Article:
Education and training are the key to making people employable, thereby allowing them to gain access to decent work and to escape poverty. To compete in today's global economy, workers and employers need to be especially well trained in information and communication technology, new forms of business organization, and the workings of the international market. Societies aiming to attain full employment and sustained economic growth therefore need to invest in education and human resources development. By providing basic education, core work skills, and lifelong learning opportunities for their entire working population, countries can help ensure that workers can maintain and improve their employability, resulting in a more skilled and productive workforce. Nevertheless, gaps in education and access to information technology persist between countries and within countries. ILO standards encourage countries to develop sound human resources practices and training policies which are beneficial to all the social partners. Because of the current importance of this topic, in 2004 the International Labour Conference adopted an updated Recommendation concerning Human Resources Development: Education, Training and Lifelong Learning (No. 195).
Selected relevant ILO instruments
- Paid Educational Leave Convention, 1974 (No. 140) - [ratifications]
Requires ratifying states to formulate and apply a policy designed to promote, by methods appropriate to national conditions and practice and by stages as necessary, the granting of paid educational leave for the purpose of training at any level, general, social and civic education, and trade union education.
- Human Resources Development Convention, 1975 (No. 142) - [ratifications]
Requires ratifying states to develop policies and programmes of vocational guidance and vocational training, closely linked with employment, in particular through public employment services. For this purpose, states are further required to develop complementary systems of general, technical and vocational education, educational and vocational guidance and vocational training, and to extend them gradually to young persons and adults, including appropriate programmes for the disabled.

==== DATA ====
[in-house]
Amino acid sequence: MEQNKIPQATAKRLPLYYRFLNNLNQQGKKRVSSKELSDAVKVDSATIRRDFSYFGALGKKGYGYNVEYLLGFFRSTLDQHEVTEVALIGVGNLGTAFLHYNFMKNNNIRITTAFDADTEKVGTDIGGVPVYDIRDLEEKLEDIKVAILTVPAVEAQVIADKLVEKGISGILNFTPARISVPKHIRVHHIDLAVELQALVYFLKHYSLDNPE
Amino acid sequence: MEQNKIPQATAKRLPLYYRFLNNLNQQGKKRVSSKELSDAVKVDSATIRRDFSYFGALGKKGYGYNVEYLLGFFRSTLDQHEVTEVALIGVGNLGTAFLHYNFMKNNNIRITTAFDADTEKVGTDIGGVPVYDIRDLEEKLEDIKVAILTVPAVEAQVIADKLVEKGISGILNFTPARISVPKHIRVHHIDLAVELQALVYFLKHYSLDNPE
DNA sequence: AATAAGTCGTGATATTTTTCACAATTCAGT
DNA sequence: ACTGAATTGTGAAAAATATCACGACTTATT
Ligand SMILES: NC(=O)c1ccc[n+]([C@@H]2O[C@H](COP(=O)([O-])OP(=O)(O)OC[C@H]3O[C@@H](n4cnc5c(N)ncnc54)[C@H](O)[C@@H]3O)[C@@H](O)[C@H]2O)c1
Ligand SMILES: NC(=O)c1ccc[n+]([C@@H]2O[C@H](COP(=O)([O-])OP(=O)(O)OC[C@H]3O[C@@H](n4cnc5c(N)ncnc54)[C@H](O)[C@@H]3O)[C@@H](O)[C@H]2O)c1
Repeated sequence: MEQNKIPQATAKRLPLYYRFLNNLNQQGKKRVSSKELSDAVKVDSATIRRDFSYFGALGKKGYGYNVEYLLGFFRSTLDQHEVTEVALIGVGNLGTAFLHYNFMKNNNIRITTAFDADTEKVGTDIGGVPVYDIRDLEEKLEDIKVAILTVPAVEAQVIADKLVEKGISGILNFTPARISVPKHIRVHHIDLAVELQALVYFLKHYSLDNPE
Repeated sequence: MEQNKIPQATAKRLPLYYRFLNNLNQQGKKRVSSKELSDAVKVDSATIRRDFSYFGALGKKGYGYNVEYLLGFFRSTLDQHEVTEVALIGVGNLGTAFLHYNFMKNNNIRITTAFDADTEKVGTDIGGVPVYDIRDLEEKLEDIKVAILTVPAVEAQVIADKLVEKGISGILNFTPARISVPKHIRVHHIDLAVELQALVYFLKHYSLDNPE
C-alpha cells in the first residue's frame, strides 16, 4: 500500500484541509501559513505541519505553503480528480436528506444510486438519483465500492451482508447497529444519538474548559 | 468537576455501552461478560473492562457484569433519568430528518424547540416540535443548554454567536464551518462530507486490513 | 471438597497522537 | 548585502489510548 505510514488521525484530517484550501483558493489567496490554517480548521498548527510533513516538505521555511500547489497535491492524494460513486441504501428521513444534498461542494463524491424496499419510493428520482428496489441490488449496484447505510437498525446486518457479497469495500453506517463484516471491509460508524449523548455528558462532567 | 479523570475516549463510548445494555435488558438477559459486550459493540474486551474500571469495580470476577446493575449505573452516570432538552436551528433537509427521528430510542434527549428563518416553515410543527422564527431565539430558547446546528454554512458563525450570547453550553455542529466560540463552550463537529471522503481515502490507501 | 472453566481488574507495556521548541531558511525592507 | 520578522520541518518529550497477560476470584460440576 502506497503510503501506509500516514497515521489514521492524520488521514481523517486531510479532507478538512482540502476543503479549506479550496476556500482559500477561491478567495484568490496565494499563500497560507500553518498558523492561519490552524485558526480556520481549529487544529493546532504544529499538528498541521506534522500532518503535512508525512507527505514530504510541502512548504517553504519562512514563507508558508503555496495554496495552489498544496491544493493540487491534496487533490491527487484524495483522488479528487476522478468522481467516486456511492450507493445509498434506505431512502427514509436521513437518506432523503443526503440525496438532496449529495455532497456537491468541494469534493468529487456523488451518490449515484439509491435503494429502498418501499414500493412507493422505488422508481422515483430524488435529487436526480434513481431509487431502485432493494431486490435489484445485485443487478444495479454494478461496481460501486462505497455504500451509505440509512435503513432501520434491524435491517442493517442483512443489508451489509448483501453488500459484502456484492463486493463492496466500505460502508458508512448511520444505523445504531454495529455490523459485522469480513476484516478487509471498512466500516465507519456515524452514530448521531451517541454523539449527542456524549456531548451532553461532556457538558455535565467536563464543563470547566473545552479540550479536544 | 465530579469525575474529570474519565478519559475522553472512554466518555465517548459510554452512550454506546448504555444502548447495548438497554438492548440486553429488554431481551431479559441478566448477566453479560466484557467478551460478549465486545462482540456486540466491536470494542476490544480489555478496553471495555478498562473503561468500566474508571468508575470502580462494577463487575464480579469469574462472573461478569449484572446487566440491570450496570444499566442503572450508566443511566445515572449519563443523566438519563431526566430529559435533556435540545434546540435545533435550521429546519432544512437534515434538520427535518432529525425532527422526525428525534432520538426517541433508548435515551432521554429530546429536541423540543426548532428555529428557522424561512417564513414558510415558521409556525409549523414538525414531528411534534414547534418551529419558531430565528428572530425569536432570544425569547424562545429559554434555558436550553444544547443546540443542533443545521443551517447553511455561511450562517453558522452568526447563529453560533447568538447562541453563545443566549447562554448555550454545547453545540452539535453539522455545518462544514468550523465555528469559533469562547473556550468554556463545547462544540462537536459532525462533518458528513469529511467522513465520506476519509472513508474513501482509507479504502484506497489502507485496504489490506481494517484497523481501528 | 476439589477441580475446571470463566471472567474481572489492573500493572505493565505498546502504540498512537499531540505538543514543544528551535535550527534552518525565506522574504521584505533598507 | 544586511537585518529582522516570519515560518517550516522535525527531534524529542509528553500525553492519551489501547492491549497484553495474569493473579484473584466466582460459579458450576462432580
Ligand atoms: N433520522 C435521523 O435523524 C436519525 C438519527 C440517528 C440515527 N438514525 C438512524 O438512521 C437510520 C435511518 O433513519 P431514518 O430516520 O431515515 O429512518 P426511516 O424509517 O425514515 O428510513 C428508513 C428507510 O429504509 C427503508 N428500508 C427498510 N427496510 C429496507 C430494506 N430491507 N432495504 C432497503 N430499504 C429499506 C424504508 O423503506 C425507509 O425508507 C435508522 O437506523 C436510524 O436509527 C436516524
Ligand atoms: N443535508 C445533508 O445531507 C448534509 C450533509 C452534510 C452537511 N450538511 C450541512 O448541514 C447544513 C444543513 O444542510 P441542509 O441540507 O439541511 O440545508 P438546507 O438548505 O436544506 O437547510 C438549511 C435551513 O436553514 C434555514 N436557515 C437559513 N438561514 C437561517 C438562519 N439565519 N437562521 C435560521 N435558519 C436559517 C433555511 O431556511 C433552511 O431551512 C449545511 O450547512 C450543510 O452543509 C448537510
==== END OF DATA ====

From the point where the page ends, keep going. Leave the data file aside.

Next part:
- Further relevant instruments
Education and training in practice
By investing in human resources, enterprises can improve productivity and compete more successfully in world markets. One study has found that in Denmark, for instance, enterprises which combined production innovations with targeted training were more likely to report growth in output, jobs and labour productivity than companies that did not pursue such strategies. Studies on Germany, Italy, Japan, and the United States reached similar conclusions. Training benefits not only the individual worker, but by increasing her or his productivity and skill level, the employer reaps the rewards as well. (Note 1)
- General Survey concerning employment instruments in light of the 2008 Declaration on Social Justice for a Fair Globalization (2010) – [PDF]
- General Survey on Human Resources Development (1991) - [PDF]
- Skills and Employability Department (EMP/SKILLS)
Note 1 - ILO: Learning and training for work in the knowledge society, Report IV(1), International Labour Conference, Geneva, 91st Session, 2003, p. 4., see also World Bank: World Development Report, op. cit., pp. 137-140.